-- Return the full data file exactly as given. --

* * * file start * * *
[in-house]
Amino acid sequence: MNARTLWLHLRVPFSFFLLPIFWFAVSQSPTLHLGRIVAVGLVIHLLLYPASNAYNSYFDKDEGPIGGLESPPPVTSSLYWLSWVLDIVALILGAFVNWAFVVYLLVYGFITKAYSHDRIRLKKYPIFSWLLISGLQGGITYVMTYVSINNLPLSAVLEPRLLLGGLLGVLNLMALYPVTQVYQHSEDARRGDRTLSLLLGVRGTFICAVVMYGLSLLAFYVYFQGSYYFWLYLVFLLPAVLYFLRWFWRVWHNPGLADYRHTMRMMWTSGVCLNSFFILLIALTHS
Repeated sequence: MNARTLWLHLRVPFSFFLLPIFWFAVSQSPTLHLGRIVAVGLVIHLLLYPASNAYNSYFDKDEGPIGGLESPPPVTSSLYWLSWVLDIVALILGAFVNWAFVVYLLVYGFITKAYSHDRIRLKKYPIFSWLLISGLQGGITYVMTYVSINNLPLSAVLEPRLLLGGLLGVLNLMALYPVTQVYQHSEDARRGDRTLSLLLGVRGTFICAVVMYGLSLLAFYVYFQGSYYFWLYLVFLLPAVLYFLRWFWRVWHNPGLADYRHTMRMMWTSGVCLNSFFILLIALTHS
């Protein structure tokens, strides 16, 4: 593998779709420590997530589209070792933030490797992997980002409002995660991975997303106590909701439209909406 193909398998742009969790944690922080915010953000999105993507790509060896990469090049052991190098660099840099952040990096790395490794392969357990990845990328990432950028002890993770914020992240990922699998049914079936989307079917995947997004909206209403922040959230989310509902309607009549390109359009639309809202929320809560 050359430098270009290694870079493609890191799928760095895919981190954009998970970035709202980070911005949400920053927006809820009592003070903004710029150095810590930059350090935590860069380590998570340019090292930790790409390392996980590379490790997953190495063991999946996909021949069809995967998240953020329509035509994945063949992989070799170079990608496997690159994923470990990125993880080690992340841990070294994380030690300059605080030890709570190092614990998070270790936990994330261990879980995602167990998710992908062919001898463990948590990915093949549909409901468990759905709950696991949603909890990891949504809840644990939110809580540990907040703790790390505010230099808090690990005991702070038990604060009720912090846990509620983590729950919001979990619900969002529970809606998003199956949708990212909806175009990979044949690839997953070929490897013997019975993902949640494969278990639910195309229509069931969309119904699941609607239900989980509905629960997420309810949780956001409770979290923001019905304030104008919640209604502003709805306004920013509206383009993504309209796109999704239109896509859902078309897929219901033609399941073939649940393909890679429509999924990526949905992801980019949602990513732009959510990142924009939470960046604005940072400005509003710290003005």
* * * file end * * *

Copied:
[in-house]
Amino acid sequence: MNARTLWLHLRVPFSFFLLPIFWFAVSQSPTLHLGRIVAVGLVIHLLLYPASNAYNSYFDKDEGPIGGLESPPPVTSSLYWLSWVLDIVALILGAFVNWAFVVYLLVYGFITKAYSHDRIRLKKYPIFSWLLISGLQGGITYVMTYVSINNLPLSAVLEPRLLLGGLLGVLNLMALYPVTQVYQHSEDARRGDRTLSLLLGVRGTFICAVVMYGLSLLAFYVYFQGSYYFWLYLVFLLPAVLYFLRWFWRVWHNPGLADYRHTMRMMWTSGVCLNSFFILLIALTHS
Repeated sequence: MNARTLWLHLRVPFSFFLLPIFWFAVSQSPTLHLGRIVAVGLVIHLLLYPASNAYNSYFDKDEGPIGGLESPPPVTSSLYWLSWVLDIVALILGAFVNWAFVVYLLVYGFITKAYSHDRIRLKKYPIFSWLLISGLQGGITYVMTYVSINNLPLSAVLEPRLLLGGLLGVLNLMALYPVTQVYQHSEDARRGDRTLSLLLGVRGTFICAVVMYGLSLLAFYVYFQGSYYFWLYLVFLLPAVLYFLRWFWRVWHNPGLADYRHTMRMMWTSGVCLNSFFILLIALTHS
């Protein structure tokens, strides 16, 4: 593998779709420590997530589209070792933030490797992997980002409002995660991975997303106590909701439209909406 193909398998742009969790944690922080915010953000999105993507790509060896990469090049052991190098660099840099952040990096790395490794392969357990990845990328990432950028002890993770914020992240990922699998049914079936989307079917995947997004909206209403922040959230989310509902309607009549390109359009639309809202929320809560 050359430098270009290694870079493609890191799928760095895919981190954009998970970035709202980070911005949400920053927006809820009592003070903004710029150095810590930059350090935590860069380590998570340019090292930790790409390392996980590379490790997953190495063991999946996909021949069809995967998240953020329509035509994945063949992989070799170079990608496997690159994923470990990125993880080690992340841990070294994380030690300059605080030890709570190092614990998070270790936990994330261990879980995602167990998710992908062919001898463990948590990915093949549909409901468990759905709950696991949603909890990891949504809840644990939110809580540990907040703790790390505010230099808090690990005991702070038990604060009720912090846990509620983590729950919001979990619900969002529970809606998003199956949708990212909806175009990979044949690839997953070929490897013997019975993902949640494969278990639910195309229509069931969309119904699941609607239900989980509905629960997420309810949780956001409770979290923001019905304030104008919640209604502003709805306004920013509206383009993504309209796109999704239109896509859902078309897929219901033609399941073939649940393909890679429509999924990526949905992801980019949602990513732009959510990142924009939470960046604005940072400005509003710290003005």